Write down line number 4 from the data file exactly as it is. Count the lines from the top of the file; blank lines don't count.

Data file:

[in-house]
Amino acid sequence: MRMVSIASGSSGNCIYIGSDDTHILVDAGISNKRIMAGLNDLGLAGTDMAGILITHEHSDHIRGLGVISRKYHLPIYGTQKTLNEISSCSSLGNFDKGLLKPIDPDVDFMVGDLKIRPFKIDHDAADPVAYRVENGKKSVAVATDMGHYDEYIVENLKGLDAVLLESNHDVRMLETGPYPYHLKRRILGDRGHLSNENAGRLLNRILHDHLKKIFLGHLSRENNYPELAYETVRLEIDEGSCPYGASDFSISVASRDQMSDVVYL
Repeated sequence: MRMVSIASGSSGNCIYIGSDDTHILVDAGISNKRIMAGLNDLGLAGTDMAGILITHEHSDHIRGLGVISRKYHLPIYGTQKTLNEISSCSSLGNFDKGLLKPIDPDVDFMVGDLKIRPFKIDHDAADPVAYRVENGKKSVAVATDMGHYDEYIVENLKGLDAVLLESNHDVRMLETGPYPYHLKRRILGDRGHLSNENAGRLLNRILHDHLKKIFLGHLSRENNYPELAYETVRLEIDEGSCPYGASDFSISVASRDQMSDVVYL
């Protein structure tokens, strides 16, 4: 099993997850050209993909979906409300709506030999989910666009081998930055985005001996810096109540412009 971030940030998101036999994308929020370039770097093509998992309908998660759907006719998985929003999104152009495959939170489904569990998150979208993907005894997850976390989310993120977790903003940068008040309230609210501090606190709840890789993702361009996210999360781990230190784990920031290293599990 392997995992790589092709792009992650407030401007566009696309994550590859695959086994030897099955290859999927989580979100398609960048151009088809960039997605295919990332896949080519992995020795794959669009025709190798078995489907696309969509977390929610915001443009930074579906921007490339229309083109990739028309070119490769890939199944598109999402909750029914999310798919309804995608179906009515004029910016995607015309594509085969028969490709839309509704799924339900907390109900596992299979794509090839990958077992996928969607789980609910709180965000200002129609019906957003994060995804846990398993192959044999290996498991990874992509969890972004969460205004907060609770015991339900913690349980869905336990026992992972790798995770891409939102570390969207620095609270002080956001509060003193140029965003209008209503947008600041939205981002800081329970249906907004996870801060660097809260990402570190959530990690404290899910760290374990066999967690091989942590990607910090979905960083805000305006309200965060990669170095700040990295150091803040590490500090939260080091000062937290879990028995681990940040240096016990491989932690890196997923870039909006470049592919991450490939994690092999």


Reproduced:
């Protein structure tokens, strides 16, 4: 099993997850050209993909979906409300709506030999989910666009081998930055985005001996810096109540412009 971030940030998101036999994308929020370039770097093509998992309908998660759907006719998985929003999104152009495959939170489904569990998150979208993907005894997850976390989310993120977790903003940068008040309230609210501090606190709840890789993702361009996210999360781990230190784990920031290293599990 392997995992790589092709792009992650407030401007566009696309994550590859695959086994030897099955290859999927989580979100398609960048151009088809960039997605295919990332896949080519992995020795794959669009025709190798078995489907696309969509977390929610915001443009930074579906921007490339229309083109990739028309070119490769890939199944598109999402909750029914999310798919309804995608179906009515004029910016995607015309594509085969028969490709839309509704799924339900907390109900596992299979794509090839990958077992996928969607789980609910709180965000200002129609019906957003994060995804846990398993192959044999290996498991990874992509969890972004969460205004907060609770015991339900913690349980869905336990026992992972790798995770891409939102570390969207620095609270002080956001509060003193140029965003209008209503947008600041939205981002800081329970249906907004996870801060660097809260990402570190959530990690404290899910760290374990066999967690091989942590990607910090979905960083805000305006309200965060990669170095700040990295150091803040590490500090939260080091000062937290879990028995681990940040240096016990491989932690890196997923870039909006470049592919991450490939994690092999």